Question: I have a question, I don't know if it's true or not but I have heard about this for years after Part III was released. Had Crispin Glover decided to do the sequels, would he have had the role of Shamus McFly in Part III, or once Glover turned down the sequels, then it was decided that Michael J. Fox would play the part of Sheamus once Part III was greenlit? Or was it always going to be Fox playing the role of Sheamus regardless if Glover came back for the sequels or not?

Answer: In an interview, actor Jeffrey Weissman (the actor who replaced Glover as George McFly) mentioned Glover was slated to play Shamus since Lea Thompson, who played Lorraine (Marty's mom) also played Maggie (Shamus' wife). So it made sense the Mom and Dad would play the great-Grandparents. However, without the heavy makeup and prosthetics to look like Glover, the film makers thought having Weissman playing the role would look too unrecognizable that the audience wouldn't know who he was. In a side note, the scene of elderly George hanging upside down in BTTF 2 was written with Crispin Glover in mind as payback.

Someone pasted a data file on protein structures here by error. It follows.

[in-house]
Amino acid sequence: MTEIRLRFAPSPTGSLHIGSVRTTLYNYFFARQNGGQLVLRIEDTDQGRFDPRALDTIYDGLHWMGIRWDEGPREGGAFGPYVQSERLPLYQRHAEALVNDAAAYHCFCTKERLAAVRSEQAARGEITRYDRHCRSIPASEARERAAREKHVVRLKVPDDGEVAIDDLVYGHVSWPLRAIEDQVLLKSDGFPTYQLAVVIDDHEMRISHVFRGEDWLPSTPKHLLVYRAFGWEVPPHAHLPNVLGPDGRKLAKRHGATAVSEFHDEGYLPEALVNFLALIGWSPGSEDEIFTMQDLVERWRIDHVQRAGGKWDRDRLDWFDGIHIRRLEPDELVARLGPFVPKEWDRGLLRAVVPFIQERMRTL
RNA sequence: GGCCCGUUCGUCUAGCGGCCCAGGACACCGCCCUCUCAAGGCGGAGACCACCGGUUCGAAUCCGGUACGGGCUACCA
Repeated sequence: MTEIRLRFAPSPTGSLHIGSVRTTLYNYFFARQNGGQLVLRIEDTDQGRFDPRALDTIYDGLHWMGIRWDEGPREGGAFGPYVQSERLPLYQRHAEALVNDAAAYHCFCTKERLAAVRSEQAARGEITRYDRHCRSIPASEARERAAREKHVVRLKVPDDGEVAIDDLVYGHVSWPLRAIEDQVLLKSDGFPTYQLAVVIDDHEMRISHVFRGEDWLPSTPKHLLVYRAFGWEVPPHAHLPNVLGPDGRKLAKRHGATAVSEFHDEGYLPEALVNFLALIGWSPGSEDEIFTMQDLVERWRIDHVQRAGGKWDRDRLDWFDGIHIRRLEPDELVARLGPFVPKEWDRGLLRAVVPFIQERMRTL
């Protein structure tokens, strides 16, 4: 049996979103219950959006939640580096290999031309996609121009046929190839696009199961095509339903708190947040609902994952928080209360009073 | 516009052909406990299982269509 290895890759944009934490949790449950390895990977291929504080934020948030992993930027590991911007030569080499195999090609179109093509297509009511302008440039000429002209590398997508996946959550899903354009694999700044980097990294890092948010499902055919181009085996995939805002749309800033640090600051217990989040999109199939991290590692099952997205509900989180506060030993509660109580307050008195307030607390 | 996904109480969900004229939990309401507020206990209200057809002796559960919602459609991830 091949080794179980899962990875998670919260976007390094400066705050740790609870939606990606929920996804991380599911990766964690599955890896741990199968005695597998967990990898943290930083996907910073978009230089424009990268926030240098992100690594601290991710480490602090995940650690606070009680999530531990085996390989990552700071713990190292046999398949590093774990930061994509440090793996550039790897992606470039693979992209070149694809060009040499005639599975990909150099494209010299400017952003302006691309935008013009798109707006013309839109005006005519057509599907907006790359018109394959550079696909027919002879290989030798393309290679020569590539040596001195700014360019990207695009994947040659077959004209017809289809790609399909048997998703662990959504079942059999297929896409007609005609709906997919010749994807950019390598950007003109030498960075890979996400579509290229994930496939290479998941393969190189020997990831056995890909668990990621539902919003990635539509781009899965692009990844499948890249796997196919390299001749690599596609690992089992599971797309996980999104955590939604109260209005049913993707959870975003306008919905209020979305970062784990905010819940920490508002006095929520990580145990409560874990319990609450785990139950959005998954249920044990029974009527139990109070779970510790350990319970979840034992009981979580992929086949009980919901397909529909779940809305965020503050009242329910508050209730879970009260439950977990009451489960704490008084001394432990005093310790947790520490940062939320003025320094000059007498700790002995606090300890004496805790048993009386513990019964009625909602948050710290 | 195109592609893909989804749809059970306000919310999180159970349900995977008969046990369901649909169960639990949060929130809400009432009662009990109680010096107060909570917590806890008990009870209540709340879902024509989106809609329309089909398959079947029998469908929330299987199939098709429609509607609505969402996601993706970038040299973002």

Bishop73

Question: On the movie timeline website it says that on November 6 2012 America elected a female President, and that this fact comes from Back To The Future Part III. Where in the film is this mentioned?

Answer: It's actually mentioned in Part II, when Marty and Doc are reading the newspaper. If you look at the headlines on the left side of the page, one of them reads, "President says she's tired of..." As this is in 2015, pending changes to US election dates, she must have been elected on November 6th 2012.

Question: What is the name of the music that plays right after the mayor gives his speech at the clock dedication?